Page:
Homeowners and commercial property managers who want festive holiday lighting without a Clark Griswold “Christmas Vacation” result know the value of hiring expert designers and installers. In the Chicagoland area of Illinois, Gary Fouts, owner of Principle Lighting Inc., has carved out a niche installing holiday lighting, landscape and architectural lighting, and providing event decorating services.
Holiday lighting has been an integral part of Fouts’ business model since 1991. Many of the company’s clients are repeat customers on both the residential and commercial sides.
Good communication and transparent conversations about customer expectations and deliverable services have supported Fouts’ efforts to develop a sustainable business.
When one of Principle Lighting’s longtime customers moved into a new home across town, there was no question whether the property owners would call for an appointment for holiday lighting. Positioned on a corner lot, the 12,700-square-foot home and surrounding yard offered ample opportunity for lighting multiple trees, shrubs and features without looking cramped.
The project used nearly 14,000 lights, a combination of C9, C7, mini-lights and tube lights. They lit the roofline, 10 evergreen trees and several shrubs. Rob Dupre, account manager, estimates it took a team of four crew members to install the job in about 40 hours.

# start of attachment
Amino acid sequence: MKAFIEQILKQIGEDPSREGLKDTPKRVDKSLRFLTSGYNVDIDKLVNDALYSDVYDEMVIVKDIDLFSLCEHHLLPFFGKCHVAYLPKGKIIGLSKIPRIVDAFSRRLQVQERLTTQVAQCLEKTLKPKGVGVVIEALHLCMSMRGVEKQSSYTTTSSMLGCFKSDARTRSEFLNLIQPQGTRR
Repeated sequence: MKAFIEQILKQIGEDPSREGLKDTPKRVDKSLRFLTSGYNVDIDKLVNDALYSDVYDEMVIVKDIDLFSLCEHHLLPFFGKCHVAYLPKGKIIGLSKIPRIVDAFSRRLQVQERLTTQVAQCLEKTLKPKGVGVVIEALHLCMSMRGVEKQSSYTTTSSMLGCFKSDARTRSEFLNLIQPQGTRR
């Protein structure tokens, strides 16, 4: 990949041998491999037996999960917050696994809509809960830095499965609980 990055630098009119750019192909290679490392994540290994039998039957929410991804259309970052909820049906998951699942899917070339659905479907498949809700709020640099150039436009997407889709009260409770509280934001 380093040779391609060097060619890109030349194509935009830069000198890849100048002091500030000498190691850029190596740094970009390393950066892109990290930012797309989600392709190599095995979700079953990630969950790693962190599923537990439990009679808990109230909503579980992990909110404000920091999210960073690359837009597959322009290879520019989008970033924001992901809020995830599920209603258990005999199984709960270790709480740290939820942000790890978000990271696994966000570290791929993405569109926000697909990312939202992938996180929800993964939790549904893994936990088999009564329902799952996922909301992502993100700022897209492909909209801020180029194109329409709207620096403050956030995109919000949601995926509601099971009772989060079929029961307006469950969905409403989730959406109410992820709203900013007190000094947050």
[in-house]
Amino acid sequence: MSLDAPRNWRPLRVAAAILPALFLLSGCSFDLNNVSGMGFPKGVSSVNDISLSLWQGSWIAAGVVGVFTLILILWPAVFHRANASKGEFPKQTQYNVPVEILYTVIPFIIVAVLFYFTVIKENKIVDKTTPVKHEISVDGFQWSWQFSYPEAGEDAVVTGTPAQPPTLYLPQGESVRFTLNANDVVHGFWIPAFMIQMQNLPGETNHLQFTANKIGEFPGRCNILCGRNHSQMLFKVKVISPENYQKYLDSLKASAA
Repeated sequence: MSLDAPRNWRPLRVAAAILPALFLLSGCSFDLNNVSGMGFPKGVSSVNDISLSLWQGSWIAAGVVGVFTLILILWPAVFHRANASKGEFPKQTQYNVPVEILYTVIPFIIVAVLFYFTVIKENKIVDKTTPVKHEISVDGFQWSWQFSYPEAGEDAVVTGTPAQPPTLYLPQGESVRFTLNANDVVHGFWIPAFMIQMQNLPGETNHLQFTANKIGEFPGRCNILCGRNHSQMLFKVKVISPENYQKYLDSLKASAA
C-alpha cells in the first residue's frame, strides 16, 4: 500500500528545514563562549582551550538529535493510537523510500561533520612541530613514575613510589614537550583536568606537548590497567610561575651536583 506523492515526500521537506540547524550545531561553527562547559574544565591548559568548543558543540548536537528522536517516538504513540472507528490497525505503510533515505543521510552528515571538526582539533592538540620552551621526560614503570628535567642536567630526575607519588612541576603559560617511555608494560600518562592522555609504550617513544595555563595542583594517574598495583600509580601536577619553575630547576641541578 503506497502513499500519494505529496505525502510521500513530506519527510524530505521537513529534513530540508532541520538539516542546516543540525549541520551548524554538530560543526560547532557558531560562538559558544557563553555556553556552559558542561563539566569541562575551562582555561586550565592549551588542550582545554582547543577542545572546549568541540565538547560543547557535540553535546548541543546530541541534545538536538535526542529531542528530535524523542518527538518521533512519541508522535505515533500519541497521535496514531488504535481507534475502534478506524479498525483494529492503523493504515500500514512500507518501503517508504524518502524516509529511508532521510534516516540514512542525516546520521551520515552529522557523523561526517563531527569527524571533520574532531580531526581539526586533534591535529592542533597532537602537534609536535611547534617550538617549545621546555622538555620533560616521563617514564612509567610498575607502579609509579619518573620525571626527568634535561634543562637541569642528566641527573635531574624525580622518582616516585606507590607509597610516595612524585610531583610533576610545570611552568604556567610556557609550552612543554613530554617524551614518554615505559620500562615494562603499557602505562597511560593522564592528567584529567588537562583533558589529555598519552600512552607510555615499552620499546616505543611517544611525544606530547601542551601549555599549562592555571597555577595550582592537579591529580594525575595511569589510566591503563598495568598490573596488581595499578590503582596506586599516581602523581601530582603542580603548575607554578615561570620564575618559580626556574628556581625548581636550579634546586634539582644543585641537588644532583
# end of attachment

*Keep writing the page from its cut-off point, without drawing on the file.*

“It was a good number of lights for a residential property,” Dupre says.
Given that the company had served the clients for more than 10 years, they knew the couple well and had established solid lines of communication before discussing the new project. But Dupre remembers being surprised by the couple’s color requests, a combination of purple, green and blue.
“I remember thinking ‘How are we going to incorporate all of that color?’ The wife likes white and husband likes color,” he says. “I said OK, that’s what we’ll get you. I was very pleasantly surprised how good all those colors looked, and it looked really good with the white.”
Based in New Lenox, Illinois, Principle Lighting is Gary Fouts’ second career. His first was as a math and science teacher. Looking for a way to support his family so that his wife could stay home and he wouldn’t need to pick up a second job, Fouts launched his full-service landscape company. What started as one man with a lawn mower, quickly grew into a multi-franchise corporation with 8-10 employees devoted to installing lighting in October and then increasing the crew to 12-15 during the Christmas season. He credits communication and relationships as the keys to his success.
With this holiday lighting job, Fouts and Dupre knew the customers and their design preferences. Despite the familiarity, they didn’t skip an in-person visit. Dupre estimates spending an hour walking the property with the homeowners explaining options on color and areas to be lit.“At some appointments, clients only want roof lighting and a wreath, which is more straightforward to bid,” he says.